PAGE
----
22 May 2014

Bridal Jewels: The Princess of Asturias

Ten years ago today, the biggest royal wedding to be held in Spain in nearly a century took place in Madrid, when Letizia Ortiz Rocasolano, a Spanish journalist and television news anchor, married the heir to the throne, Prince Felipe. Because the wedding was a daytime affair, the guests weren't dripping in jewels as they had been in Denmark a few days before (when the Danish crown prince was married -- see here and here for a recap of that wedding!).

Instead, the jewelry focus was mainly on the bride, who wore an heirloom tiara from her new husband's family for the occasion. (Want more on the wacky hats worn by the guests? Head over to The Royal Roundup to see a classic Mad Hattery! post on the majestic millinery in all its glory!)

The tiara worn by Letizia on her big day was borrowed from her new mother-in-law, Queen Sofia of Spain. It's generally called the "Prussian Tiara." How, you may be asking yourself, did the Spanish royals get a hold of a tiara with the word “Prussian” in its name? The answer to that question lies in the heritage of the current queen of Spain. Sofia was born a princess of Greece and Denmark; her mother, Friederike, was a Hanoverian princess. And her mother was the Prussian link: Princess Victoria Louise of Prussia, the daughter of Kaiser Wilhelm II and Kaiserin Augusta Victoria of Germany.

Victoria Louise received the diamond and platinum tiara, which features both meander and laurel-leaf elements, as well as a central pear-shaped diamond mounted en tremblant, as a wedding present from her father in 1913. It was made for the princess by Koch, a jeweler that often did work for the German imperial family. (We’ve seen several examples of Koch tiaras on the blog this year — see here and here for two of them.) Victoria Louise wore the tiara on her wedding day; her new husband was Prince Ernst August of Hanover, Duke of Brunswick. She's also wearing the tiara in the wedding souvenir postcard pictured above.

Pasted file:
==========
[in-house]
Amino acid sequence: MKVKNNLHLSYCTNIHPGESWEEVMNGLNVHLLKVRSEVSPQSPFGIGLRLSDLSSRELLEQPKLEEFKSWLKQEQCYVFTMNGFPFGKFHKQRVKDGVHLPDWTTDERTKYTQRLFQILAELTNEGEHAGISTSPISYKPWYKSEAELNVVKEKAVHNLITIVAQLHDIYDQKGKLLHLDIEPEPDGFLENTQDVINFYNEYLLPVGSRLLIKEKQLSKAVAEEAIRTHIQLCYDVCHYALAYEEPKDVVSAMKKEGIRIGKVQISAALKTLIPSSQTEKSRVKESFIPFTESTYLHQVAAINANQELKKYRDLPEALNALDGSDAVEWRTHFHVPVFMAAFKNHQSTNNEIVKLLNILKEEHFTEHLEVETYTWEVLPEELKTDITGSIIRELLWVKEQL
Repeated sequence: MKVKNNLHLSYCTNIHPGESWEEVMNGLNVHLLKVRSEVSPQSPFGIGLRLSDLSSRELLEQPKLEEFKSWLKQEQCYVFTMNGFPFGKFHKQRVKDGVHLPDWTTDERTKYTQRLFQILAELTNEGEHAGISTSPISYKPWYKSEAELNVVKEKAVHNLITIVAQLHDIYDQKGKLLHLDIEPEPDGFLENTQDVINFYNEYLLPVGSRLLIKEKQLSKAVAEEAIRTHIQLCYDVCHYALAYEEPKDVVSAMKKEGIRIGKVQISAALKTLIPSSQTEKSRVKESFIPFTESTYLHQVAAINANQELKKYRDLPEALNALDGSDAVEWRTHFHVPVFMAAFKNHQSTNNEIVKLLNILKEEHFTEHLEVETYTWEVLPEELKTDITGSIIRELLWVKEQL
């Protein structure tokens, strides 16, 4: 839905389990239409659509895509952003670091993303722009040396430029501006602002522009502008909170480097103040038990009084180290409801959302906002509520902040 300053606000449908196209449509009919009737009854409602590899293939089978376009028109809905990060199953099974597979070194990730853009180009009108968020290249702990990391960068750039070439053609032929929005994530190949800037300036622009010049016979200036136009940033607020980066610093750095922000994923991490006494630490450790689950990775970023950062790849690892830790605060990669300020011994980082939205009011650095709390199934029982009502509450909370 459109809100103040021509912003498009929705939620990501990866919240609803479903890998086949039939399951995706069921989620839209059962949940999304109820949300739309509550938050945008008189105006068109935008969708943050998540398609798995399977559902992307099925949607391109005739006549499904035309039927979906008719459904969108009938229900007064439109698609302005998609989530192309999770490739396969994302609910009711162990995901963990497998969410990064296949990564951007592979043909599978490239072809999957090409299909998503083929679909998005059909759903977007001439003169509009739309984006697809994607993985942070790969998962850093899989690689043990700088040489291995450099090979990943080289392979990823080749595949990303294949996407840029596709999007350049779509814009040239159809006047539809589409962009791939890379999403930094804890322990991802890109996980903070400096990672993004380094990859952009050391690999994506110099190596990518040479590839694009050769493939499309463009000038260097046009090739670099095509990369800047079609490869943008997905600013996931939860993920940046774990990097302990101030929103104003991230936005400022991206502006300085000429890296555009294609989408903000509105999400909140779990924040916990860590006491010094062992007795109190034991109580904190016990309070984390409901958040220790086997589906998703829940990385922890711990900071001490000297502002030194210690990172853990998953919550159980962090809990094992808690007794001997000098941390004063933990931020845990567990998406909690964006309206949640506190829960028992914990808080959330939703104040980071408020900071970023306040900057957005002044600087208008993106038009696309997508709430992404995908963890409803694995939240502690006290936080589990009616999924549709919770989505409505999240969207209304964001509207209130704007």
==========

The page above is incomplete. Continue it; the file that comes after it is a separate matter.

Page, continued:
The next owner of the tiara was Ernst August and Victoria Louise’s daughter, Friederike. When she traveled to Greece to marry the country’s crown prince (later King Paul) in 1938, she was given the diamond tiara to take along. Friederike and Paul’s elder daughter, Sophia, wore the sparkler to some of her first white-tie events. When she married the future king of Spain — and changed the spelling of her name to Sofia — she wore the Prussian tiara with her veil. (You can see her wearing it in the picture above, in the midst of her wedding ceremony in Athens.)

Both of Sofia’s daughters, Elena and Cristina, have worn their great-grandmother’s tiara, but the piece did not grace another royal bride’s head until 2004. Letizia wore the petite diamond sparkler with her veil on her wedding day. It was a neat homage to her new family, paying tribute to the wedding of her parents-in-law and to her husband's regal heritage. It was also a good choice because (unlike her extremely tall husband) Letizia is a small woman, and a larger bridal tiara might have overwhelmed her.

Since the wedding, Letizia has been the primary wearer of the tiara. She's not been given the tiara outright -- it still resides in her mother-in-law's collection, but Sofia is quite generous in lending jewels to her daughters and daughter-in-law for major occasions, like weddings and banquets. It wouldn’t surprise me a bit if this is one of the first tiaras that we see one day on Letizia’s daughters, the future Queen Leonor and her younger sister, Infanta Sofia, continuing the family tradition for yet another generation [1].

1. A version of this post originally appeared at A Tiara a Day in September 2013.